As with all political discourse, here both sides frame the discussion in deceptive and incomplete ways. Open access advocates elide the filtering and credentialing role of publication in particular journals, which saves researchers very valuable time in deciding what to read. Subscription-based publishers obfuscate the fact that the marginal cost of posting an article is zero, in order to perpetuate a scarcity-based economy that was necessary for printed materials but is now antiquated.
This beat has gone on for at least 15 years now. Despite periodic good-faith efforts by publishers and open access advocates to locate “common ground,” common ground does not rally the troops. The sobering truth is that both sides in this debate have more to gain by pleasing their bases than by making concessions that could lead to better outcomes for everyone. Before we throw up our hands in despair, I would like to submit one idea for ending this logjam.
To start this process, let us consider the sentence I bolded from Brand: “The right information in the right place just changes your life.” I offer a friendly amendment to Brand, and say that anything so powerful that it “just changes your life” is an insight.
Insights are what we are really after, not mere information. Open access advocates have strong claims regarding increasing access to research papers. But this is only the first step. If we do nothing else we are simply adding to information overload.
That chestnut phrase, “information overload,” denotes how people are often overwhelmed by the amount of information at their disposal. To some extent this is true for anyone with an Internet connection. It is especially true for researchers who have access to hundreds of thousands of scholarly articles in addition to what they can find on the free Web. For such individuals the challenge immediately becomes separating the wheat from the chaff, the signal from the noise. Information is abundant, insight is rare.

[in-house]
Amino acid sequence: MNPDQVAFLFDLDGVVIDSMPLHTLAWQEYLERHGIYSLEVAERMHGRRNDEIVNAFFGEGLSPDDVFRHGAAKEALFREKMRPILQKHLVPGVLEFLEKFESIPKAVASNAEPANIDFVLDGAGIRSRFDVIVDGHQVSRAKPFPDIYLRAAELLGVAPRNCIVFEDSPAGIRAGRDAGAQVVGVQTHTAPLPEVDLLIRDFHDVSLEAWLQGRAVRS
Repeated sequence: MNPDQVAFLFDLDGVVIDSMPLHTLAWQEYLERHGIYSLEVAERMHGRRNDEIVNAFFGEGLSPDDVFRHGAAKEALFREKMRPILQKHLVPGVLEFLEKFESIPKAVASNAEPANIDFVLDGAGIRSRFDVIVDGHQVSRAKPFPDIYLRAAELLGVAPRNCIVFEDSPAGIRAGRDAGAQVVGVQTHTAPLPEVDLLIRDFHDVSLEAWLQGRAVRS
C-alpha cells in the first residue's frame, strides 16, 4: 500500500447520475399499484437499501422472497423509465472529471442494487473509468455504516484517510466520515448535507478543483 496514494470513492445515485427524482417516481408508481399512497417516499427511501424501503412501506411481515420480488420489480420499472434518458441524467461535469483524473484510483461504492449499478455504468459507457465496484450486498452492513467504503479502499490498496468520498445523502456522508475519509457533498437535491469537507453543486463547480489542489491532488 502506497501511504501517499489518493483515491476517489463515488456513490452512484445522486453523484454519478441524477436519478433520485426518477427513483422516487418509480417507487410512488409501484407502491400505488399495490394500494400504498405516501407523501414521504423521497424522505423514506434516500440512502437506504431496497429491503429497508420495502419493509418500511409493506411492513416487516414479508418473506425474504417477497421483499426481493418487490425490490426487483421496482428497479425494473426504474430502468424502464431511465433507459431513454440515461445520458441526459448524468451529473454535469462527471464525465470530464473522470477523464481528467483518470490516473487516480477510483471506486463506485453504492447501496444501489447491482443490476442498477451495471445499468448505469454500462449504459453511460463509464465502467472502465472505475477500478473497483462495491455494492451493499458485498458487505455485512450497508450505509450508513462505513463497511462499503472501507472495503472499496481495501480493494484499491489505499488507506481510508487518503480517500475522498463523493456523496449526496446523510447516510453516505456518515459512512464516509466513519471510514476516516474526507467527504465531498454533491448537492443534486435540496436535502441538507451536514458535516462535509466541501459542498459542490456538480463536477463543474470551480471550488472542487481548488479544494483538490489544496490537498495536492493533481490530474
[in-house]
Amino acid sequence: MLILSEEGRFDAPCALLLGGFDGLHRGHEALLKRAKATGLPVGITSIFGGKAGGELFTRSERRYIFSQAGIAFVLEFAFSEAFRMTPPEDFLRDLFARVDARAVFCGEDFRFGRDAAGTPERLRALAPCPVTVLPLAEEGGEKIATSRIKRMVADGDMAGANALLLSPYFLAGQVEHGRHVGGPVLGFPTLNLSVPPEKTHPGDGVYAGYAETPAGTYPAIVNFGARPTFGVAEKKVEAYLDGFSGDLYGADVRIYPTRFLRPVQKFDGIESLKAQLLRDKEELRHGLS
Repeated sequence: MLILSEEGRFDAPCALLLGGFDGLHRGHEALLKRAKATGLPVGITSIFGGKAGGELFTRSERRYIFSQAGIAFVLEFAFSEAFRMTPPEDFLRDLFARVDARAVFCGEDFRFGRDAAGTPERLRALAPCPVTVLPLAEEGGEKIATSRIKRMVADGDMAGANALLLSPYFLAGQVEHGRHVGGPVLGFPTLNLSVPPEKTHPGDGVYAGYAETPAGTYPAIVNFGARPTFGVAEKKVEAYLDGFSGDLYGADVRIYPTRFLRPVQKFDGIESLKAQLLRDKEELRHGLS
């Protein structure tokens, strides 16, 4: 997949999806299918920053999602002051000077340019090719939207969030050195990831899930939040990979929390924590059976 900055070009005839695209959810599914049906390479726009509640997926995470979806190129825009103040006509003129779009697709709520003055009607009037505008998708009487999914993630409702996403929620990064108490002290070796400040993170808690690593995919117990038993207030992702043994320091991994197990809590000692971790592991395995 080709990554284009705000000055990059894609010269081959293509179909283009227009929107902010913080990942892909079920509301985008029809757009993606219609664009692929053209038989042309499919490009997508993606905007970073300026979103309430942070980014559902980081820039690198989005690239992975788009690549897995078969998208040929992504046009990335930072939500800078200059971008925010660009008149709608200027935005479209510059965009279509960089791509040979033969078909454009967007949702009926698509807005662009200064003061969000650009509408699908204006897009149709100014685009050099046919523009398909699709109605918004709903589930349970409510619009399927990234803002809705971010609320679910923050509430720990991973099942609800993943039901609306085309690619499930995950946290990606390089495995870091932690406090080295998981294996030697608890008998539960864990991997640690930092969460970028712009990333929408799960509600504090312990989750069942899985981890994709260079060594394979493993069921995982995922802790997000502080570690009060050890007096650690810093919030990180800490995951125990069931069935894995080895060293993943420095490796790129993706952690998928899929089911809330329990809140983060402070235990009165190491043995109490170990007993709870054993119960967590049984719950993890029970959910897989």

Publisher claims about how they serve as filters have salience because of information overload. And yet, there is no way for even the most intrepid researcher — who applies the most brilliant of filters — to read all of the literature in their field. There is simply too much of it, by many orders of magnitude. Filters make a first cut, but there are deep insights collectively contained within a corpus of mostly unread papers.
This is where computers come in. Text mining, data mining, and data linking on a 21st century scale is a computational effort. This effort will yield the most fruit if all of the underlying content — the papers — are open and available for analysis.
Open access advocates are right that information wants to be free, and publishers are right that information wants to be valuable. That value manifests when information becomes insight. This is value worth paying for. This is how publishers could thrive even in a completely open access world.
In such a world scholarly papers would be considered a natural resource, like the air. Nobody can meter access to the air, but anyone can build an airplane to glide through it and build a business from there. Let’s glide along ourselves, and move from scarcity-based to insight-based economics for scholarly publishing.